What about the supposed agreement between Paul and the heretics? Carrier’s only example of a heretic who sounds similar to Paul is Origen, and Carrier only cites one point from Origen that supposedly sounds similar to Paul. This is Origen’s statement that the resurrection body grows inside our body and eventually sloughs off the old body like a placenta. However, this does not sound like anything Paul says unless we assume that the seed/plant analogy is an illustration of 2BH. But I showed in my opening statement that this analogy clearly supports 1BT.

Response to “Paul vs. the Gospels”

Carrier provides two arguments here: (1) Paul’s failure to mention the empty tomb implies that he was unaware of an empty tomb, probably because there was no empty tomb; and (2) Gospel accounts of the empty tomb are unreliable because (a) the Gospels are unreliable in general due to problems such as their uncertain date and authorship, and (b) Gospel accounts of the empty tomb contradict each other on fundamental matters.

Regarding (1), Paul did not write his letters to give a comprehensive account of Christian belief. Thus, Paul’s failure to mention an empty tomb does not imply that he was unaware of one. Paul simply does not talk about Jesus’ life very much. Keep in mind that Paul nowhere mentions three aspects of Jesus’ ministry which are virtually universally acknowledged as historical: First, that Jesus performed miracles[7]; second, that he proclaimed the kingdom of God[8]; and third, that he spoke of “the Son of Man.”[9] Moreover, if we did not have 1 Corinthians, we would have no reference from Paul to any resurrection appearance except his own, and scholars who take Carrier’s approach would then presumably argue that Paul was unaware of any other resurrection appearances. So this argument from silence seems most tenuous.

As for (2), this is really not an offensive argument for Carrier’s thesis, but merely a defensive argument, since all it does is keep the Gospels from being brought in as contrary evidence. But in presenting my case, I did not rely on the Gospels at all; I appealed only to Paul’s epistles. Thus, I could concede for the sake of argument that the Gospels are not reliable. Nevertheless, I will now give three arguments in defense of the historicity of the empty tomb.

First, the Gospels state that women discovered the tomb empty. Given the low social status of women in first-century Judaism, it is unlikely that the early Christians would invent a story making women the discoverers of the tomb.[10] Second, the empty tomb is multiply attested by all four Gospels. Third, if Jesus’ tomb remained occupied, then given the popular interest shown in the bones of martyrs during this period, Jesus’ tomb ought to have been venerated.[11] The absence of tomb veneration is best explained by the hypothesis that the tomb was empty.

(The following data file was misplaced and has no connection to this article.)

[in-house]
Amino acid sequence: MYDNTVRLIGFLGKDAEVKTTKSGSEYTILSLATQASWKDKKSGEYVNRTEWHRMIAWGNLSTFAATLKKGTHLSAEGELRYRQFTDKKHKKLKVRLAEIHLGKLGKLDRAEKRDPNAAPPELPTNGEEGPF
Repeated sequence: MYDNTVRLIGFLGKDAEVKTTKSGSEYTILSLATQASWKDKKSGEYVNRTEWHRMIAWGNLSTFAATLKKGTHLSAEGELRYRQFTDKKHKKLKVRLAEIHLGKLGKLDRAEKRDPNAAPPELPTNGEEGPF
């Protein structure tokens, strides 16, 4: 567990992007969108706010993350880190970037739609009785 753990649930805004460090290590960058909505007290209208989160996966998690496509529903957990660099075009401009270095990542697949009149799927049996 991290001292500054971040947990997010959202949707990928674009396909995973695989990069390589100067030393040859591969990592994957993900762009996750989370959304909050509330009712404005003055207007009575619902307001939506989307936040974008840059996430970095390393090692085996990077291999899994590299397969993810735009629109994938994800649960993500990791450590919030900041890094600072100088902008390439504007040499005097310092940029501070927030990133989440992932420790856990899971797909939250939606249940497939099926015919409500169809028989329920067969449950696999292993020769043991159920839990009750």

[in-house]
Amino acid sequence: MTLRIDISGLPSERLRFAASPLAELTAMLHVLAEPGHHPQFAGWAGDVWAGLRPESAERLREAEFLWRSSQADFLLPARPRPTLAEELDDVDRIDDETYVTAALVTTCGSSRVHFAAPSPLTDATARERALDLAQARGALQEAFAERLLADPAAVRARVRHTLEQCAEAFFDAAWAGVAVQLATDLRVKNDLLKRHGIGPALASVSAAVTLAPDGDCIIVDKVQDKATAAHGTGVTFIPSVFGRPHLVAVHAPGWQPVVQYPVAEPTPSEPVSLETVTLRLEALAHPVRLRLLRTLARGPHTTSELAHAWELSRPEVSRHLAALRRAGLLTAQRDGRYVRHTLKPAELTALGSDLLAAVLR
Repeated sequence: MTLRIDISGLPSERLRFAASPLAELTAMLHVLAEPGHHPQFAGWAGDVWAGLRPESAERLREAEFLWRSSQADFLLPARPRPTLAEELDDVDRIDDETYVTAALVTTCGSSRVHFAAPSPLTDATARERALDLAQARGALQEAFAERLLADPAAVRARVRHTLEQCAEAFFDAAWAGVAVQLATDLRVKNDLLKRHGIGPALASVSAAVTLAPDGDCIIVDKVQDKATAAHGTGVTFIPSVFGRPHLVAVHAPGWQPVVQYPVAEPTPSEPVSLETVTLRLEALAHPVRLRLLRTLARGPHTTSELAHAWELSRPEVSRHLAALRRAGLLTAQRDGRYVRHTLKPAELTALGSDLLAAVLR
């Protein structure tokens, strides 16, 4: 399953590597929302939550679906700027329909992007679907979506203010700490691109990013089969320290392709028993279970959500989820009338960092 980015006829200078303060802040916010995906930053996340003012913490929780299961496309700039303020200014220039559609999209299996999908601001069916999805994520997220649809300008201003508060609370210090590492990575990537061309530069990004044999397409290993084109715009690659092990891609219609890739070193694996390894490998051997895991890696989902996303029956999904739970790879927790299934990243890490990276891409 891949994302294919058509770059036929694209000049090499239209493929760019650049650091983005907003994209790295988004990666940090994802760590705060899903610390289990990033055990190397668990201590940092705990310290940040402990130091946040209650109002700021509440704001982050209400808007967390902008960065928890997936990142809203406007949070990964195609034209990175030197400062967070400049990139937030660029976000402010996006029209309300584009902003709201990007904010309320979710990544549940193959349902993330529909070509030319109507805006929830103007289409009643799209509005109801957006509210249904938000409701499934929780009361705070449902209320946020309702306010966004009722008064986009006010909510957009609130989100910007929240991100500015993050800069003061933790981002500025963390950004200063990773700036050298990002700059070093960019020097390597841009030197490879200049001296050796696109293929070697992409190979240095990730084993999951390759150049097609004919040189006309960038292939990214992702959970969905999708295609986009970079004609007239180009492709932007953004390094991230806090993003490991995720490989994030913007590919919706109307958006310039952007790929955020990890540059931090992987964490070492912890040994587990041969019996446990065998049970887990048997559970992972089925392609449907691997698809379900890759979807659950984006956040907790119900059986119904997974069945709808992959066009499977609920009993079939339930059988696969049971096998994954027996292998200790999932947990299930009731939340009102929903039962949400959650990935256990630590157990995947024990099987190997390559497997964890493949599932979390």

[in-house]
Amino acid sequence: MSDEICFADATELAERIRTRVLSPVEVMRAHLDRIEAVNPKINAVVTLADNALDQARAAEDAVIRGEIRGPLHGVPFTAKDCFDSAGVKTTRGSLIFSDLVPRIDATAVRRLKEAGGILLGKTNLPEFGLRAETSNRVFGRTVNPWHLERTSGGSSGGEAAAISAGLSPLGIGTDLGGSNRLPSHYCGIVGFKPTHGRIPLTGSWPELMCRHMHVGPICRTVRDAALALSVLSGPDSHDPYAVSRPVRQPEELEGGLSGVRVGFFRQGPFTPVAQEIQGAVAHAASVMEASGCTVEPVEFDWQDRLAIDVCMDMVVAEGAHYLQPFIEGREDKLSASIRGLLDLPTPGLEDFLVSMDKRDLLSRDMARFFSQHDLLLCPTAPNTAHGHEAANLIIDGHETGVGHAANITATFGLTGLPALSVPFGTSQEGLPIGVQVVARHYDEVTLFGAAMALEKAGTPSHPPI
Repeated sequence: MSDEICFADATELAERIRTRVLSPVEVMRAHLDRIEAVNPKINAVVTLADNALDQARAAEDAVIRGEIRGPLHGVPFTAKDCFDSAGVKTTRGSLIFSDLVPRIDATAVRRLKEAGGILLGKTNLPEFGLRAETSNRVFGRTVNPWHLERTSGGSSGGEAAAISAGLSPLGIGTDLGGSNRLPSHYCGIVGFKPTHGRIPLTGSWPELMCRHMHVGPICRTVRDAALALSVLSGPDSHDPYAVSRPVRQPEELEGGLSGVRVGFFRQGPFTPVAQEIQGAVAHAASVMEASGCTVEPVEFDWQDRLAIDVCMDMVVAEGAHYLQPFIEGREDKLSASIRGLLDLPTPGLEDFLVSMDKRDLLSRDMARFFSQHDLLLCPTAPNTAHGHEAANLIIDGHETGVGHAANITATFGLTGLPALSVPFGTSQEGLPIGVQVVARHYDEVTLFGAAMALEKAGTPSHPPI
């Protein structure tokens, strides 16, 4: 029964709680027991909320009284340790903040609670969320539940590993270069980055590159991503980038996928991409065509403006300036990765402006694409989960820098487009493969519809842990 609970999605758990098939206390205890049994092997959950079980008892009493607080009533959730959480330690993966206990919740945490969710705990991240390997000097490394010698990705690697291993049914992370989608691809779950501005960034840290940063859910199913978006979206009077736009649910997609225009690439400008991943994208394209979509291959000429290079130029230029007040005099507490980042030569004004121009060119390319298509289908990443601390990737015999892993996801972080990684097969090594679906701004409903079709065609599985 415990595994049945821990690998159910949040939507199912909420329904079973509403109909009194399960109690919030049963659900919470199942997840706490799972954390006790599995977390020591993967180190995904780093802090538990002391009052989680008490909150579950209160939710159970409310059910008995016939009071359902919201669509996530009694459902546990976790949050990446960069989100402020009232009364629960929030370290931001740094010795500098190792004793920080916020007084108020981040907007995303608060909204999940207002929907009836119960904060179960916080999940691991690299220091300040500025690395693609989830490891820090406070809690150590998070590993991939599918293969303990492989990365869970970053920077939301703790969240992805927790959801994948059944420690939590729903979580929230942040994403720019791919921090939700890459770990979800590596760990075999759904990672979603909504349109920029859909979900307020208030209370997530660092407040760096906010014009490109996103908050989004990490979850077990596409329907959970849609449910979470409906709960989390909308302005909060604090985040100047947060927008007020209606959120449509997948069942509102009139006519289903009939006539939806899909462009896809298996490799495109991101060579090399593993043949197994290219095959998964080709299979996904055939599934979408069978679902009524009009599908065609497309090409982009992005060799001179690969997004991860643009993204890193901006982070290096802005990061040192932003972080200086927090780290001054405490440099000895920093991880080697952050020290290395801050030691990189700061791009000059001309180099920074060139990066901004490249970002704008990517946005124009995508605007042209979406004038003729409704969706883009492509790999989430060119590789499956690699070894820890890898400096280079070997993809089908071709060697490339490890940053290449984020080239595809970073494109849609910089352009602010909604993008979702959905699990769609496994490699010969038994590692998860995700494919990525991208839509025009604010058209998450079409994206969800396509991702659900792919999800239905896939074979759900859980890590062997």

As for apparent contradictions among the Gospel accounts of the empty tomb’s discovery (such as precisely which women went to the tomb), even if they could not be harmonized, they strike me as incidental rather than fundamental. But contradictions on minor details do not require that the basic fact be dismissed. There are various contradictions among surviving accounts of Wilt Chamberlain’s 100-point game, but that does not mean we should conclude that the game never happened.[12]

Response to “The Gospels vs. Acts”

Carrier’s argument here is that Acts’ record of the history of the Church is incompatible with Jesus’ tomb being empty, and thus either Acts is worthless as history, or the tomb was not empty. Carrier argues that if the tomb was empty, the Christians would have been investigated by the Romans for grave robbery, and for helping a criminal to escape crucifixion. Again, since I did not appeal to Acts as support for 1BT, I could simply concede for the sake of argument that Acts is worthless as history. But supposing it is not, I do not think Carrier has shown that Acts’ account is incompatible with an empty tomb.

With respect to grave robbery, if there was an empty tomb, then we can be quite sure that the Jewish leaders (and the Romans if they were interested) would have suspected that some Christians had stolen the body (as Matthew 28:11-15 records). But the mere fact that the Christians were accused of stealing the body is not so significant that the author of Acts would be certain to make mention of it. Plenty of accusations were hurled against the Christians. In the Gospels, Jesus is charged with being a drunkard, insane, and in league with the Devil. If the charge that Christians were grave robbers represented just one more unsubstantiated accusation, there is no reason to think it would have been so important to Luke that he could not have omitted it. Only if some of the Christians were actually tried for grave robbery or desecrating tombs would Luke have an event of some significance.